A woman with a dubious reputation. Presidential cabinet members at each other’s throats. A president with a conspiracy theory. It’s not a fictional story of political intrigue. It’s real-life drama—detailed through the correspondence chronicled in the ninth volume of The Papers of Andrew Jackson, recently published by the University of Tennessee Press.
Fifty years ago—on November 22, 1963—President John F. Kennedy was assassinated, forever changing American politics. How might history have been different had that fateful day in Dallas not occurred? How did the assassination color the legacy of Kennedy’s short presidency? “The difficulty of assessing Kennedy, which is also part of his glittering memory, is that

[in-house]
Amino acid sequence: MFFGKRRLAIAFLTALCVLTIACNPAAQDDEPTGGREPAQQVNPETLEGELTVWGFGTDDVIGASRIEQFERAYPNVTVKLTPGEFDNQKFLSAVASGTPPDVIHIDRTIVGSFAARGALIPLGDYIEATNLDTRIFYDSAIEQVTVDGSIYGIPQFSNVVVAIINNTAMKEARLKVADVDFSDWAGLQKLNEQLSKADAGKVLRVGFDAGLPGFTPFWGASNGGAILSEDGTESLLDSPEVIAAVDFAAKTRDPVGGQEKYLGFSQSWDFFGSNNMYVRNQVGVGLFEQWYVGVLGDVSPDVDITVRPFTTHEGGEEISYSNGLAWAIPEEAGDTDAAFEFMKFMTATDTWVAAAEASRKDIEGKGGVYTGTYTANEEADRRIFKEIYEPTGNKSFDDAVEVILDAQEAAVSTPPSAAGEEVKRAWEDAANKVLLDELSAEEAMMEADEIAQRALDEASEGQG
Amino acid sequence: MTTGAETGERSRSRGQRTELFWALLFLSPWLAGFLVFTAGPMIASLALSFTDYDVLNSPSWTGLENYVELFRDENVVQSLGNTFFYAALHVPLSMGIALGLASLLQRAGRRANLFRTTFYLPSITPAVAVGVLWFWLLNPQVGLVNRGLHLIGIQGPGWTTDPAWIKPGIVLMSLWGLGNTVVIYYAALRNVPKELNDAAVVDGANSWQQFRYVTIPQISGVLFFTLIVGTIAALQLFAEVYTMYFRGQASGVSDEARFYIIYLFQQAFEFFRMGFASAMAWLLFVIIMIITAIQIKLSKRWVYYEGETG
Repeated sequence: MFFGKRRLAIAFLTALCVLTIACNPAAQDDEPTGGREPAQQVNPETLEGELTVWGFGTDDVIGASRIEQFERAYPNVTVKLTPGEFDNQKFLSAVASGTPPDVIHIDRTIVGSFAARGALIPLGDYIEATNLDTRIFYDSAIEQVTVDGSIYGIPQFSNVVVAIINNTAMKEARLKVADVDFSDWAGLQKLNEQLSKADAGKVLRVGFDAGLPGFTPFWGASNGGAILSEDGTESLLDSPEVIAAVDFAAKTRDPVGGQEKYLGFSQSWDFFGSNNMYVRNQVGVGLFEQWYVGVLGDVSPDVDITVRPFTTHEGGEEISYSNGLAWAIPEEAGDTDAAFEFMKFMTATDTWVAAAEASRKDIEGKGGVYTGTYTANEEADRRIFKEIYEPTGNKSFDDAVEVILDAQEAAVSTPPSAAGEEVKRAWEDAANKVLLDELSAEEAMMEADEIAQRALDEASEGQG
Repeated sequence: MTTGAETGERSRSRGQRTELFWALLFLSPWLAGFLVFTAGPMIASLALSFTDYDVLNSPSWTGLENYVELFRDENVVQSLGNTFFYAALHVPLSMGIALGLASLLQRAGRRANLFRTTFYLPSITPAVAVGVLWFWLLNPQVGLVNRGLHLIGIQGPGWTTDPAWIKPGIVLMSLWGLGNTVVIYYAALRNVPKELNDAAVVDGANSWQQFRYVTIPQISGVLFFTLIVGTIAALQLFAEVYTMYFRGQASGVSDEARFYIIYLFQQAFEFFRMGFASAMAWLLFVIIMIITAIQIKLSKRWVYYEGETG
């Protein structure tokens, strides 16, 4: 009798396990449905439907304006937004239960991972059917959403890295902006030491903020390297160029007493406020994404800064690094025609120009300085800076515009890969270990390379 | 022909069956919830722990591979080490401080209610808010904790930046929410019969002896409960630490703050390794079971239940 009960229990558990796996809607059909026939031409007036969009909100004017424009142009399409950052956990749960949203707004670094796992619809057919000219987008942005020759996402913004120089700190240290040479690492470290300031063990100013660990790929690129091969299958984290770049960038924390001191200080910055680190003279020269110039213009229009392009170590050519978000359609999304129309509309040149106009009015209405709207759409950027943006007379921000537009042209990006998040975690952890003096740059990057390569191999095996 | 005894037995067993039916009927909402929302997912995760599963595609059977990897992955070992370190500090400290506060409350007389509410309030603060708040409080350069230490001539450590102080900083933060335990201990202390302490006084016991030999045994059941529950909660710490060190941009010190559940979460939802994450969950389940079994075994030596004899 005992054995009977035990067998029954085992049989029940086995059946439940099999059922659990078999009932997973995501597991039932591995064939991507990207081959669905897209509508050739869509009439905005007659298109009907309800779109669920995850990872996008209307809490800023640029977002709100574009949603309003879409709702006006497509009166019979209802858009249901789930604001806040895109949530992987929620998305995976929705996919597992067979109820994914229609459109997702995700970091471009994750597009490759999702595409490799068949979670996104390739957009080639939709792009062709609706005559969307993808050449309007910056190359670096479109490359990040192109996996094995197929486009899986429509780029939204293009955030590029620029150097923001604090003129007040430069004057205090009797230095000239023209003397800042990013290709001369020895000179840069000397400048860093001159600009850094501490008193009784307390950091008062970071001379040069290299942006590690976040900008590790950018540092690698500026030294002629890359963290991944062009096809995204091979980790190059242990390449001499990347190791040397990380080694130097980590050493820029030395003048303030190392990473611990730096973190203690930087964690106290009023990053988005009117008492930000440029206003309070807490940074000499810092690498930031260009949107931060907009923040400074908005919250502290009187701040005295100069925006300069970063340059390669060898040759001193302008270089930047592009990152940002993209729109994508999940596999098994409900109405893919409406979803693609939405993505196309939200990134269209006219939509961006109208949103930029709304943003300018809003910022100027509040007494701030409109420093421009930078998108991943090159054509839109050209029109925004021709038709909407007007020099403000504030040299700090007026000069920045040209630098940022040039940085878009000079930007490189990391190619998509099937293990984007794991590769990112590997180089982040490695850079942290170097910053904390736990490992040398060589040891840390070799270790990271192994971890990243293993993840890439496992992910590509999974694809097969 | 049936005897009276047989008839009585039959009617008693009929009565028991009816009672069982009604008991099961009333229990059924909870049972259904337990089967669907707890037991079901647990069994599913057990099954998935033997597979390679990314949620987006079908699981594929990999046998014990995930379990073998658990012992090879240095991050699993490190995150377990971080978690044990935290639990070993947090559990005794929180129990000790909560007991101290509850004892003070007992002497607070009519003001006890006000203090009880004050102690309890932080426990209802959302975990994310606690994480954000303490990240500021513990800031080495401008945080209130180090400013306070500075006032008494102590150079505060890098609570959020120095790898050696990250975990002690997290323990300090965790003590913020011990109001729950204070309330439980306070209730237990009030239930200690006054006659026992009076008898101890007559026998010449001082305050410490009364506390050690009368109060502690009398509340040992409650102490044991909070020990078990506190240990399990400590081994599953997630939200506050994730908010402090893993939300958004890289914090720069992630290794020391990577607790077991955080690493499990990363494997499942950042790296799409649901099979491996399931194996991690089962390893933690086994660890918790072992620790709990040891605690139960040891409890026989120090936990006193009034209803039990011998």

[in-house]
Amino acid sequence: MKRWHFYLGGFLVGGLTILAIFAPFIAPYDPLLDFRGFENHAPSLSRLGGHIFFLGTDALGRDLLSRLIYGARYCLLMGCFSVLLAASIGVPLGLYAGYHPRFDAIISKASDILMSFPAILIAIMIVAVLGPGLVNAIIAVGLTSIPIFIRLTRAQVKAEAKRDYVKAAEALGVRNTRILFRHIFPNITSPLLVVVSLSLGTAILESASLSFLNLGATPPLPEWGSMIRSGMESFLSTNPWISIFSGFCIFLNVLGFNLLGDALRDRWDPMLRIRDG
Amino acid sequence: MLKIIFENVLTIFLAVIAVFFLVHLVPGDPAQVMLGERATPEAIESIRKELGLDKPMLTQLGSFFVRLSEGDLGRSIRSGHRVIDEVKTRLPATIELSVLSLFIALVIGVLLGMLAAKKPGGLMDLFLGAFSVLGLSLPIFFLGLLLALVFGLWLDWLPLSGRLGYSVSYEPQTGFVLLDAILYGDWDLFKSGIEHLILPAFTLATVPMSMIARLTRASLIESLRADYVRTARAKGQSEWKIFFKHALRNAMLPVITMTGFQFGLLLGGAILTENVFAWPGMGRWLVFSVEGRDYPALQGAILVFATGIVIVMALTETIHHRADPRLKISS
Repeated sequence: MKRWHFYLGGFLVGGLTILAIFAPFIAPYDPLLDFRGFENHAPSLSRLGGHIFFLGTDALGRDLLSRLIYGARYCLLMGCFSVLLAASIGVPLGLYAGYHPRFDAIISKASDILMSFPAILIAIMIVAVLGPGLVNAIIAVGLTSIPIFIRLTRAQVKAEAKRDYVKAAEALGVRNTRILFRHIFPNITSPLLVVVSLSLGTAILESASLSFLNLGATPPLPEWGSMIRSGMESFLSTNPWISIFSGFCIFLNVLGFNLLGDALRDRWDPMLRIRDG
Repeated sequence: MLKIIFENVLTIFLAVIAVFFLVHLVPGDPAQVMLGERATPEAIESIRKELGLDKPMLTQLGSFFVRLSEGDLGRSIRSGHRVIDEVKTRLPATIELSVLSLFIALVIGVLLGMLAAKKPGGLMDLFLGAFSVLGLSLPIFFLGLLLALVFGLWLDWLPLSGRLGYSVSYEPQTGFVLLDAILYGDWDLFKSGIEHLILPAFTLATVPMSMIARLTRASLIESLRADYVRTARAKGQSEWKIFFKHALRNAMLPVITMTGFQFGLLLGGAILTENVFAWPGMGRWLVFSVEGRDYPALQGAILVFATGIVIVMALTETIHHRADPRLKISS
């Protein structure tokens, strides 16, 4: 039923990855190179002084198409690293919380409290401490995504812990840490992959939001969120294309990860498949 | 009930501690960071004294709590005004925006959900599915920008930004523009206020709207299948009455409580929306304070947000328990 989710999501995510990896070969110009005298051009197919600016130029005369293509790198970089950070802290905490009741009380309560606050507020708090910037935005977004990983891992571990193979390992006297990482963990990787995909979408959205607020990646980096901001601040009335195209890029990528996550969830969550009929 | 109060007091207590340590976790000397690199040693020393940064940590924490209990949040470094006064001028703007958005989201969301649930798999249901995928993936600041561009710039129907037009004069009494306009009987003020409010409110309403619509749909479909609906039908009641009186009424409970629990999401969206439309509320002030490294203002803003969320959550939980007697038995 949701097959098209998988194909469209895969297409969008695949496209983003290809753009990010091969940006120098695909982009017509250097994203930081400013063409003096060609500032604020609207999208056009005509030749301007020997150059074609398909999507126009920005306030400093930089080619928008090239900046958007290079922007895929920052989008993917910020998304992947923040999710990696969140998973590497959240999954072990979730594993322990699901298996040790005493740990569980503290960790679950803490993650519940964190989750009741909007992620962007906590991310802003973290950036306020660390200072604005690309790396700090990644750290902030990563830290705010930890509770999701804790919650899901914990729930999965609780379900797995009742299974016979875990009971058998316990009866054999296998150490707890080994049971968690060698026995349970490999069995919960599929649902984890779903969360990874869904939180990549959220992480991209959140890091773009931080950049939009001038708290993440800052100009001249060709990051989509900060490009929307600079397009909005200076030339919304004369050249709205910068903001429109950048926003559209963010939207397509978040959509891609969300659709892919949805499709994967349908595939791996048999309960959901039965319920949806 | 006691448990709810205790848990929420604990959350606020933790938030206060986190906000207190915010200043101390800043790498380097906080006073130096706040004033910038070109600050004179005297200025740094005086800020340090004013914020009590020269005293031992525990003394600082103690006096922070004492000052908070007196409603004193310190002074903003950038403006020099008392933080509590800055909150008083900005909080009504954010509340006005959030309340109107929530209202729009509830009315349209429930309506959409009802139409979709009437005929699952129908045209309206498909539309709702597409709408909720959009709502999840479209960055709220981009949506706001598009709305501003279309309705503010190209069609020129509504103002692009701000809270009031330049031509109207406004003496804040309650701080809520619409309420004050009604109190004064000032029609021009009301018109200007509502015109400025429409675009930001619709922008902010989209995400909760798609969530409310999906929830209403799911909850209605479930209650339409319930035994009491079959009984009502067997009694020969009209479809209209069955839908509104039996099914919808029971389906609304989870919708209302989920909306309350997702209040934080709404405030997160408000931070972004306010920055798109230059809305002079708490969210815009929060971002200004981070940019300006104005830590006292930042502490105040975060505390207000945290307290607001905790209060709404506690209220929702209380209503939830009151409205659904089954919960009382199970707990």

President Andrew Jackson’s complicated character frequently pops up during 1830 as he trudges through the political and personal tumult that surrounds his second year in office. The eighth volume of “The Papers of Andrew Jackson,” a UT Knoxville series published by UT Press, includes primary documents dealing with Jackson’s opposition to the Bank of the